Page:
Grace Presbyterian Church
June 14, 2020, Pentecost 2A (livestreaming)
You Didn’t Earn This
We’re “good people,” right?
I mean, we don’t go burn crosses in Black neighborhoods, right? We don’t use the n-word, or go off on those awful viral rants that keep getting caught on camera where white women go crazy screaming at or threatening Black people for no apparent reason, right? Right? We’re “good people,” right?
It is pretty unsurprising, in a time of great trouble and distress in society, to retreat into that kind of thought – a kind of reassurance that we are indeed “good people” or at least that we’re not “that kind of person, the ones who do the things that provoke protest or unrest. We’re better than that.
The Apostle Paul would call us up short on this one.
Writing to the people of the church in Rome, Paul comes pretty early in his letter to the need to remind his readers, in perhaps a subtle way, not to fall into this trap of self-reassurance. Paul – who had not been to Rome yet, and therefore did not personally know most of those to whom he was writing – feels compelled to remind his readers that any goodness they may have is not their own doing; they didn’t earn it.
This passage starts cheerily enough, following an extensive account of the faithfulness of Abraham to reinforce the notion that “since we are justified by faith, we have peace with our Lord Jesus Christ, through whom we have obtained access to this grace in which we stand.” Don’t lose track of that last phrase, folks; it’s terribly important.
That discussion on Abraham and his example of faith had followed, back in Chapter 3, a discourse on the highly unpleasant thought that, in fact, no one is truly righteous. As Paul puts it there, “all, both Jews and Greeks, are under the power of sin, as it is written; There is no one who is righteous, not even one…” No matter your background or where you came from – whether you came to this fellowship from a Jewish or Gentile background, you came with no advantage over the other in terms of righteousness. “No one…not even one.”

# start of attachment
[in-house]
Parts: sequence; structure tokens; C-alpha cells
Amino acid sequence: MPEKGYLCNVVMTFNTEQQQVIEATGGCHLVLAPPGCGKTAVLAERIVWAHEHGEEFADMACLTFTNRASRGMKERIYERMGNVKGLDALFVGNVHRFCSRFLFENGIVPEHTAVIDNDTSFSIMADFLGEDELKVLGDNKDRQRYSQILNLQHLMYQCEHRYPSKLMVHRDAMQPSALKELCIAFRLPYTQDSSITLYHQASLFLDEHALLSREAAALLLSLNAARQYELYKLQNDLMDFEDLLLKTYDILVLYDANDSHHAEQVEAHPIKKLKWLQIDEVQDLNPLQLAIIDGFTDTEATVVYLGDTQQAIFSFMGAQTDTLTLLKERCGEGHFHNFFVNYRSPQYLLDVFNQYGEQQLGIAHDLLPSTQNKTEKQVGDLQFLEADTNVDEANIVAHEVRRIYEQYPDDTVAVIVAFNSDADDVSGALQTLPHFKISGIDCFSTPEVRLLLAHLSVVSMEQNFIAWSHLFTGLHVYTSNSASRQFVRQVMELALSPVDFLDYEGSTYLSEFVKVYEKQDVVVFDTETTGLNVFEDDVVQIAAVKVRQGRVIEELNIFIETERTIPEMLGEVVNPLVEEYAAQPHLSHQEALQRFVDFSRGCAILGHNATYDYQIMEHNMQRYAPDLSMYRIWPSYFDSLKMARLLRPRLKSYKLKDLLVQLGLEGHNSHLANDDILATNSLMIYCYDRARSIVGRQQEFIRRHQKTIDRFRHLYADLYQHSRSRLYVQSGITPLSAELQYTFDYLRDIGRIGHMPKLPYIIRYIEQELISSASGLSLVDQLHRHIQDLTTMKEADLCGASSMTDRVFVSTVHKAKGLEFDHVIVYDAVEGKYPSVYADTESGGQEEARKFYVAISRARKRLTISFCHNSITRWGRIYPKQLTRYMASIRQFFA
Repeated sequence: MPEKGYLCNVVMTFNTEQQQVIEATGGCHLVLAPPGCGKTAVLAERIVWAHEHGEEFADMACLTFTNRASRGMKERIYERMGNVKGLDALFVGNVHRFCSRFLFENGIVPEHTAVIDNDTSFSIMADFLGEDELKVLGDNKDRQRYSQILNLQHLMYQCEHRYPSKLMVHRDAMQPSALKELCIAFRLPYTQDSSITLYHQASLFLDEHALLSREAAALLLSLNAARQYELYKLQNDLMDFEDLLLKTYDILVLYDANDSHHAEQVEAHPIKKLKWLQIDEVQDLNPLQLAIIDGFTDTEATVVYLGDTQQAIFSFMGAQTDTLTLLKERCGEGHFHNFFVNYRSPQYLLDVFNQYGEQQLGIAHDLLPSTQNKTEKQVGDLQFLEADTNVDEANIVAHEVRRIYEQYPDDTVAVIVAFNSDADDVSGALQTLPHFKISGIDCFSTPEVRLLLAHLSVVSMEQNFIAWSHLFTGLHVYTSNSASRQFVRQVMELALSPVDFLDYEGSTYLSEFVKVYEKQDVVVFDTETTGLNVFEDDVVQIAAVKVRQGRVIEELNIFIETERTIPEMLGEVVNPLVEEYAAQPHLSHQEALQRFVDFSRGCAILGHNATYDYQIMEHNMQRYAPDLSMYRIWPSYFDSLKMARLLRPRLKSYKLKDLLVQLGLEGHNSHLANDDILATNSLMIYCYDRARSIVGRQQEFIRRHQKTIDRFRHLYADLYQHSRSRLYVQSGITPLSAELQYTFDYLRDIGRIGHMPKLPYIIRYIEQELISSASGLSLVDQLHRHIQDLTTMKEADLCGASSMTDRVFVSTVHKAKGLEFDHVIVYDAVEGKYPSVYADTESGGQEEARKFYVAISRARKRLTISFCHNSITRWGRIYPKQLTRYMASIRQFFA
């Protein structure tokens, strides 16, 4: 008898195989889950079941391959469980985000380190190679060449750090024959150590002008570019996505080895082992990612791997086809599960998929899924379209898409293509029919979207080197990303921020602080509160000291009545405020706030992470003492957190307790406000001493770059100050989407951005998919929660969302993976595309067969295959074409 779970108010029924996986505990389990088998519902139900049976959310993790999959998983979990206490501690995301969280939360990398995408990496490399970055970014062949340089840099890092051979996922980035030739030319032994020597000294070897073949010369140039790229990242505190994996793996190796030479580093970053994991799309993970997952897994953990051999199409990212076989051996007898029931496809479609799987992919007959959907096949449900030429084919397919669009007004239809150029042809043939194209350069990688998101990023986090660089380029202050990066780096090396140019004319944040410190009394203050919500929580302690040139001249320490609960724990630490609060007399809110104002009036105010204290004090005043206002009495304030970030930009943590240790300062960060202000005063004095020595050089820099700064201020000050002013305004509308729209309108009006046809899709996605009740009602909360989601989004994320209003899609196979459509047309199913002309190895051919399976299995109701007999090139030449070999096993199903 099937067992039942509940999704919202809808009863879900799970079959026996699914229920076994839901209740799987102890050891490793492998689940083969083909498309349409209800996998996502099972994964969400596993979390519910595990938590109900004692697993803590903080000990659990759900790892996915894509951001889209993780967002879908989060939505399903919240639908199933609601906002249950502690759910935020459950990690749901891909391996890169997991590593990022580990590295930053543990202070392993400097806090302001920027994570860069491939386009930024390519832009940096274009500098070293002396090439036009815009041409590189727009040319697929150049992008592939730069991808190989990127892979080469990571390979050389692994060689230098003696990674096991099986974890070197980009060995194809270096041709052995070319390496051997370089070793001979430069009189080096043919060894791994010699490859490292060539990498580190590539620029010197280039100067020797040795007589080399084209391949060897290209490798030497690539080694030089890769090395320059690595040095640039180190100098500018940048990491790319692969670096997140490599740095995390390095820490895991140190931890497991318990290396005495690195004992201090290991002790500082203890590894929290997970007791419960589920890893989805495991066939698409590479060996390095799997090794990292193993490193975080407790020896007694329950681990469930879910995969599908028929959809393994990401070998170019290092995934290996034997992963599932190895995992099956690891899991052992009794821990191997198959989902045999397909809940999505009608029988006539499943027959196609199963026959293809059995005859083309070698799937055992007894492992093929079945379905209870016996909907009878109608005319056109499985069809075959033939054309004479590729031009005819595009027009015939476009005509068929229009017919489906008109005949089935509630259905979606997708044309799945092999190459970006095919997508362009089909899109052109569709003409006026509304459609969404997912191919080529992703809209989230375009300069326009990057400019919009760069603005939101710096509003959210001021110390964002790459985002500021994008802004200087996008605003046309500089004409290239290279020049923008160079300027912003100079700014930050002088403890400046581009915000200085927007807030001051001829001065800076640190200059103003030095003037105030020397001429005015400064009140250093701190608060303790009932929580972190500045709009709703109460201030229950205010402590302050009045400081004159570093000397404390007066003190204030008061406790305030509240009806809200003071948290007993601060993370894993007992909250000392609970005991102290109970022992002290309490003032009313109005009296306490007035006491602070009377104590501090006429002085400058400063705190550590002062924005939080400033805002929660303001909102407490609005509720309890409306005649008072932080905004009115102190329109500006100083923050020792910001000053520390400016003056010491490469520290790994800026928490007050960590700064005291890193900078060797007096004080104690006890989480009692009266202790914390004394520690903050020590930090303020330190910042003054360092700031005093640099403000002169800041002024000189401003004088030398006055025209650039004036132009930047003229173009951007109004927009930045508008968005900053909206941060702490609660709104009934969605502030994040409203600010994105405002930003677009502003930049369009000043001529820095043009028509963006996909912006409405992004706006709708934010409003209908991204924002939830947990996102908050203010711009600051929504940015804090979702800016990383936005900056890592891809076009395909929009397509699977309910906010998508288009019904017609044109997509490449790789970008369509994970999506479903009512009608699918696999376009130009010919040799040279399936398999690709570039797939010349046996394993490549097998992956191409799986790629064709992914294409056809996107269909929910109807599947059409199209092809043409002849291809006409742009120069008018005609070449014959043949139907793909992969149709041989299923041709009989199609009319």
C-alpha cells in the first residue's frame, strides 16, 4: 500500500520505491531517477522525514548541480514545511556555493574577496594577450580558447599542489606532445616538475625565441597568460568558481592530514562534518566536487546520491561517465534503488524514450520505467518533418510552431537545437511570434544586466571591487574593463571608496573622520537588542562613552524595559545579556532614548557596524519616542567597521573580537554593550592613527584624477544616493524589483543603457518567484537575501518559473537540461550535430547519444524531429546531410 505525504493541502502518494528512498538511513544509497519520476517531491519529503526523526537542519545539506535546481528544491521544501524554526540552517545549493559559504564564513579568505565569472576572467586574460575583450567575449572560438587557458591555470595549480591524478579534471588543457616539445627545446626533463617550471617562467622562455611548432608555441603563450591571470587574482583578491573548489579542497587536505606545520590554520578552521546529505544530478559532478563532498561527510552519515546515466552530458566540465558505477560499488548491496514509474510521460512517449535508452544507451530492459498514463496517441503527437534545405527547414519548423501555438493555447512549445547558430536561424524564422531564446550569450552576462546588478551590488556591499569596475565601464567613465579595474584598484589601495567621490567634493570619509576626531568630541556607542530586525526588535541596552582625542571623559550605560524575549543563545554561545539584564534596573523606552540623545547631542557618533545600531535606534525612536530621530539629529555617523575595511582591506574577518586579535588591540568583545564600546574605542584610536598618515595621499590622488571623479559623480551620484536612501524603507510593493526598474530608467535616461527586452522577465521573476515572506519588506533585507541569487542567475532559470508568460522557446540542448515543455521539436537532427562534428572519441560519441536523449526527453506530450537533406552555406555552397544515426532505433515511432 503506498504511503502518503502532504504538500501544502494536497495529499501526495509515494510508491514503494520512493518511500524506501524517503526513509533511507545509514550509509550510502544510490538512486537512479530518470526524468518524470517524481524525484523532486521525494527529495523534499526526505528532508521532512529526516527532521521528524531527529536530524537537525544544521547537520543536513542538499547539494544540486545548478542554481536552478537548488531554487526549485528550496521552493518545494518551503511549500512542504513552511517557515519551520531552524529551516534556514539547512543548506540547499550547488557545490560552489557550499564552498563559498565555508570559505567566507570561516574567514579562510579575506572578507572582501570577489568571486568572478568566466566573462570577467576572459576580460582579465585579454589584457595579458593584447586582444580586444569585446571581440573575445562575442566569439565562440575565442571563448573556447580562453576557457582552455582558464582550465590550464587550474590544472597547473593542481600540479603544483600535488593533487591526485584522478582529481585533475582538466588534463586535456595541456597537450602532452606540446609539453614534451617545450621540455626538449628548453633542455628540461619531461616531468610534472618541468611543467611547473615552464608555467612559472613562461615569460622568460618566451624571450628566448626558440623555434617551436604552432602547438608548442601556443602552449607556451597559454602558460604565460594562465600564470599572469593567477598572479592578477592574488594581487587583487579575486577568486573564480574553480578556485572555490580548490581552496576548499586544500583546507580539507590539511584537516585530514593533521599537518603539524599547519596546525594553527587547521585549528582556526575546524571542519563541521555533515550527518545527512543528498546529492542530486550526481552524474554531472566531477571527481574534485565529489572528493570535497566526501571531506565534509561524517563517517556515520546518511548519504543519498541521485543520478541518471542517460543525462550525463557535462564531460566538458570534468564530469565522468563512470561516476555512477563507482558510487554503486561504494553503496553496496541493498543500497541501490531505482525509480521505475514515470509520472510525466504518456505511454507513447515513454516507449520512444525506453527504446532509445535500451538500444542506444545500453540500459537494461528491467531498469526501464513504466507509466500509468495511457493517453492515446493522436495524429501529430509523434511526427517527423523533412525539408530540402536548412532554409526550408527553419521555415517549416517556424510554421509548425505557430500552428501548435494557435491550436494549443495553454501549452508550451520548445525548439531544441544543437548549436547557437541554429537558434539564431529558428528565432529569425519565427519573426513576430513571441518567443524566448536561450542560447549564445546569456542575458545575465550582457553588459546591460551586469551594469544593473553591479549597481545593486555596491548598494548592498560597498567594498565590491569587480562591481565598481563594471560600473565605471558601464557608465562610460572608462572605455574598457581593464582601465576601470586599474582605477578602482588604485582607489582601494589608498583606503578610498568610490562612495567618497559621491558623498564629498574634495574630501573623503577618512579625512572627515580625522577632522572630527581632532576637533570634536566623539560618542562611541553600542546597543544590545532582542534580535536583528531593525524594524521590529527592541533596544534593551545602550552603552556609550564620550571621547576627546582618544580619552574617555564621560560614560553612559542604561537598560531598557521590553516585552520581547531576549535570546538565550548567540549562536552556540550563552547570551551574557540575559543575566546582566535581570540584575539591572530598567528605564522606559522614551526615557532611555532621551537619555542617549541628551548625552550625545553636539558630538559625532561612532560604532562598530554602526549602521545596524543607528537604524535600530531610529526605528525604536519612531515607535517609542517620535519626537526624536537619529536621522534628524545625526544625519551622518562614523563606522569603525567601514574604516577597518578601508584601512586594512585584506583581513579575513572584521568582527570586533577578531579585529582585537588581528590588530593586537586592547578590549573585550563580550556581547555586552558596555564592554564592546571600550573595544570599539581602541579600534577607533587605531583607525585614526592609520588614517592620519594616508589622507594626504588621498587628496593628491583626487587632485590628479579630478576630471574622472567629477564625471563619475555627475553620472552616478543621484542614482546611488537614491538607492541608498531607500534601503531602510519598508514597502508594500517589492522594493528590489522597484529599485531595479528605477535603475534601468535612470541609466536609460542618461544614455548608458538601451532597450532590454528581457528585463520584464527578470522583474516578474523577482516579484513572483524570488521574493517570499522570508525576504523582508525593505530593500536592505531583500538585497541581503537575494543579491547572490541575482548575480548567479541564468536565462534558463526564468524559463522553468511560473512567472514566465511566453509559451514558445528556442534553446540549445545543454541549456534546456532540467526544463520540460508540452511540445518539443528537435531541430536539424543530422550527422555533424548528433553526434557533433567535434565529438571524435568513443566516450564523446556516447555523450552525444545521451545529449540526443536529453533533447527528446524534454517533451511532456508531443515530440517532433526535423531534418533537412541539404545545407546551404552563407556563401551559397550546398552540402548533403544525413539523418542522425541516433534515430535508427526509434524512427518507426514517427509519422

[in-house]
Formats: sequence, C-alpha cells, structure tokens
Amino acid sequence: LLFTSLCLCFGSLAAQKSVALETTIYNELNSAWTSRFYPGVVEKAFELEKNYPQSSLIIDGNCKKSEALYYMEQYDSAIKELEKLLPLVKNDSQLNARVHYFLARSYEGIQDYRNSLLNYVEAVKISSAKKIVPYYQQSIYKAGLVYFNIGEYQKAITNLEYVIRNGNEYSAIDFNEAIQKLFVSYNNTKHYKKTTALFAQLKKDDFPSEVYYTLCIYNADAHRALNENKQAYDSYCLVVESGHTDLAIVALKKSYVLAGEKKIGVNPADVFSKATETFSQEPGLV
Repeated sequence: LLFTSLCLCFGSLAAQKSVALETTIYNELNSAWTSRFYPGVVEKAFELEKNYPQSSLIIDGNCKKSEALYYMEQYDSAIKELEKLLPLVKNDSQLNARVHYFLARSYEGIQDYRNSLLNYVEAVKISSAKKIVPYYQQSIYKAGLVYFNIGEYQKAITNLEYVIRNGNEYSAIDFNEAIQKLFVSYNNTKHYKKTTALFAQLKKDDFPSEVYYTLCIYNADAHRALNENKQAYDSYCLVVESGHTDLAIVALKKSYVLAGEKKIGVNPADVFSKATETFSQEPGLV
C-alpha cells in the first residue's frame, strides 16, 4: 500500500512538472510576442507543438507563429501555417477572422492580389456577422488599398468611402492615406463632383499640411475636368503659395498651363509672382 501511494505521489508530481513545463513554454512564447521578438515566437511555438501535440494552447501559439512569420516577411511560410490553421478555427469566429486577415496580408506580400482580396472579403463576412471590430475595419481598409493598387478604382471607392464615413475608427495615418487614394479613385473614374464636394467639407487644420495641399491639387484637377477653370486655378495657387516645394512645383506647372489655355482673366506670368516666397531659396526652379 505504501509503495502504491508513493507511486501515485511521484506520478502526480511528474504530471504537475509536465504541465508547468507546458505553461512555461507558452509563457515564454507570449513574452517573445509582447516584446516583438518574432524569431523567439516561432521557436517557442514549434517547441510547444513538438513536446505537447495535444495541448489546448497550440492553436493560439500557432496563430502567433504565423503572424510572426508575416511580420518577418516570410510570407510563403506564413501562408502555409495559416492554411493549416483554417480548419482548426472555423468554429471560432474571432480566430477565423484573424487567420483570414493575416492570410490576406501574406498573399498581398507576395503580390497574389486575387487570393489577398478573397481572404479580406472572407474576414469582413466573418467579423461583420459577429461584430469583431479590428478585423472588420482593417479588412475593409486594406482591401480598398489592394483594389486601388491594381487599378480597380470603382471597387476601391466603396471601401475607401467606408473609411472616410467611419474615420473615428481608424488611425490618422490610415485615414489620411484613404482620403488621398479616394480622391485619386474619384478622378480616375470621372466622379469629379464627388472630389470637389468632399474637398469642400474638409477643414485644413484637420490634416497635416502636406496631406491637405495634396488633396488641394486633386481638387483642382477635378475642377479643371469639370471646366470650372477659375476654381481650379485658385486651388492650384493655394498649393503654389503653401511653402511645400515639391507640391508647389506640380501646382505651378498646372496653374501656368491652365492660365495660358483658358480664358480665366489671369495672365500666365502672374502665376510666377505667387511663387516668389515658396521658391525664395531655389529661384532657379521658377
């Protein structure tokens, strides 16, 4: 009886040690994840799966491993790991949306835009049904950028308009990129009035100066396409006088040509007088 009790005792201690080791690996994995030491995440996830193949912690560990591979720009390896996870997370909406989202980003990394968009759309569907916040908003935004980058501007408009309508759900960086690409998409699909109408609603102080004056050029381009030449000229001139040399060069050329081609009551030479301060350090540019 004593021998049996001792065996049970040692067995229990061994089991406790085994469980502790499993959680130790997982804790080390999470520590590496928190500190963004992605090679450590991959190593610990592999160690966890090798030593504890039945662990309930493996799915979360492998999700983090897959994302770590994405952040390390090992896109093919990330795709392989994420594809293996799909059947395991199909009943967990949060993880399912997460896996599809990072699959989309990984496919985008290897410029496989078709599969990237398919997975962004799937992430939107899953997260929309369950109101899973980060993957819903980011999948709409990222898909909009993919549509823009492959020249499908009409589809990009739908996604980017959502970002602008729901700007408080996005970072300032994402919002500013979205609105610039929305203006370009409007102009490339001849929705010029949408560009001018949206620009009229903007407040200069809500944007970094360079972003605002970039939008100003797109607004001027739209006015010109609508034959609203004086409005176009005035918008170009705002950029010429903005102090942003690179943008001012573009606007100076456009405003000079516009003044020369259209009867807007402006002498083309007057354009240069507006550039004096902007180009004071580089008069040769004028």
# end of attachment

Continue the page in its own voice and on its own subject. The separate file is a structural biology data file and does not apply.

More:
Now notice that here, even after this seemingly more upbeat turn in chapters 4 and 5, Paul can’t quite let that point go. He does talk about how we are justified by faith; how we have peace with God through Jesus; how we can hope to share in God’s glory; how even suffering is used by God to produce good things in us. That all, even despite the introduction of suffering, sounds joyful. But then the hammer drops: “For while we were still weak, Christ died for the ungodly.” Then again, at the end of verse 8: “…while we were still sinners Christ died for us.” Paul won’t let us forget that any goodness we manifest is entirely God’s doing, and not our own. We didn’t earn this.
Remember that little slipped-in line about “this grace in which we stand“? God didn’t wait around until we were good enough. If that were the case God would never do much of anything with us. Any good that is in us is God’s doing, not our own.
This, you’ll not be surprised to hear, has – even has to have – ramifications in how we live. In light of current events, the most obvious point here is that any kind of bias or bigotry we may harbor against others for no reason besides who they are cannot stand; it is an utter denial and refusal of this grace from God that allows us to stand in any kind of goodness at all.
To put it bluntly: racism, whether individual or societal, is a rejection and denial of the grace of God, in that it claims that we somehow earn that grace and others do not. It is anti-grace, it is anti-being a follower of Christ, period. And the same can be said of any kind of bias in person or society or structure to which you might point.
It is to deny the grace that, in the words of the ever-famous hymn, “saved a wretch like me.” It is to deny the grace that, in words from that same hymn that we don’t normally sing, gives us hope that the God who gives that grace will continue us in that grace beyond our here and now, even beyond the bounds of our physical time here on this earth, even to the very end of all time and into eternity itself. And why would we want to deny that?
Whatever goodness you claim, whatever faith you name, you didn’t earn it. It is all of God’s grace, the – yes – amazing grace that saves and preserves us now and always. The same grace God extends to us God extends to all, and so must we. We didn’t earn this grace – that’s not what grace is – but we are compelled to share and extend it to all. Period.
When we were yet “ungodly,” while were still “sinners,” Christ died for us. Let us never exalt ourselves above that knowledge; instead, let us remember the grace that saves us, and let us live that grace towards all.
Thanks be to God. Amen.
Hymns (from Glory to God: The Presbyterian Hymnal unless otherwise noted): #655, What Shall I Render to the Lord; #—, Amazing Grace, How Sweet The Sound